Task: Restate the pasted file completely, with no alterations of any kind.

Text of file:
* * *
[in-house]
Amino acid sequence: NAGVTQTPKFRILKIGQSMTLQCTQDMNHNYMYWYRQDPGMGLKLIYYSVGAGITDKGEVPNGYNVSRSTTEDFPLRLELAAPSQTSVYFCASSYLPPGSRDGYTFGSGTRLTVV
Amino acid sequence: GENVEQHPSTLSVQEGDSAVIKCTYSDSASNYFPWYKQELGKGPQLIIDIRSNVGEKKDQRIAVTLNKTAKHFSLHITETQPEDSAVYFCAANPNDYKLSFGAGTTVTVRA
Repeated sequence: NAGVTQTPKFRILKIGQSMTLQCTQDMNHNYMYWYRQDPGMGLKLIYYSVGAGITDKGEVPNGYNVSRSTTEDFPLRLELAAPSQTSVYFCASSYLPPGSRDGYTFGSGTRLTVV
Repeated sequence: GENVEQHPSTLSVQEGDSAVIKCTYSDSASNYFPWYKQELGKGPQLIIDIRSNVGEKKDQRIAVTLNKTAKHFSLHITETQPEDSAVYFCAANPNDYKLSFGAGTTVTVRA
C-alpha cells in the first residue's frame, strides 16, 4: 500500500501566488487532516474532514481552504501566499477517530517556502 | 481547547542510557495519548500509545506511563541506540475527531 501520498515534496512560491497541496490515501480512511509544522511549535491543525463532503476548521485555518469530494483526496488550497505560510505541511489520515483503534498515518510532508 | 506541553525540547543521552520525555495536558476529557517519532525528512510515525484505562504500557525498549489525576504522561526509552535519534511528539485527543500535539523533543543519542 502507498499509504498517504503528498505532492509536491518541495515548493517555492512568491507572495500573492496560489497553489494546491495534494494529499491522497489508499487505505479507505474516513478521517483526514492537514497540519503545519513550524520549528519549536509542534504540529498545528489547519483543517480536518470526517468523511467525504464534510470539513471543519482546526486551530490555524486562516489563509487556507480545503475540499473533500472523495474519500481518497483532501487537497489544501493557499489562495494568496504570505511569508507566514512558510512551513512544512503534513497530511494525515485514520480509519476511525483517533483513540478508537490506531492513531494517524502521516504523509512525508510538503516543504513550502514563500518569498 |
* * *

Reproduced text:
[in-house]
Amino acid sequence: NAGVTQTPKFRILKIGQSMTLQCTQDMNHNYMYWYRQDPGMGLKLIYYSVGAGITDKGEVPNGYNVSRSTTEDFPLRLELAAPSQTSVYFCASSYLPPGSRDGYTFGSGTRLTVV
Amino acid sequence: GENVEQHPSTLSVQEGDSAVIKCTYSDSASNYFPWYKQELGKGPQLIIDIRSNVGEKKDQRIAVTLNKTAKHFSLHITETQPEDSAVYFCAANPNDYKLSFGAGTTVTVRA
Repeated sequence: NAGVTQTPKFRILKIGQSMTLQCTQDMNHNYMYWYRQDPGMGLKLIYYSVGAGITDKGEVPNGYNVSRSTTEDFPLRLELAAPSQTSVYFCASSYLPPGSRDGYTFGSGTRLTVV
Repeated sequence: GENVEQHPSTLSVQEGDSAVIKCTYSDSASNYFPWYKQELGKGPQLIIDIRSNVGEKKDQRIAVTLNKTAKHFSLHITETQPEDSAVYFCAANPNDYKLSFGAGTTVTVRA
C-alpha cells in the first residue's frame, strides 16, 4: 500500500501566488487532516474532514481552504501566499477517530517556502 | 481547547542510557495519548500509545506511563541506540475527531 501520498515534496512560491497541496490515501480512511509544522511549535491543525463532503476548521485555518469530494483526496488550497505560510505541511489520515483503534498515518510532508 | 506541553525540547543521552520525555495536558476529557517519532525528512510515525484505562504500557525498549489525576504522561526509552535519534511528539485527543500535539523533543543519542 502507498499509504498517504503528498505532492509536491518541495515548493517555492512568491507572495500573492496560489497553489494546491495534494494529499491522497489508499487505505479507505474516513478521517483526514492537514497540519503545519513550524520549528519549536509542534504540529498545528489547519483543517480536518470526517468523511467525504464534510470539513471543519482546526486551530490555524486562516489563509487556507480545503475540499473533500472523495474519500481518497483532501487537497489544501493557499489562495494568496504570505511569508507566514512558510512551513512544512503534513497530511494525515485514520480509519476511525483517533483513540478508537490506531492513531494517524502521516504523509512525508510538503516543504513550502514563500518569498 |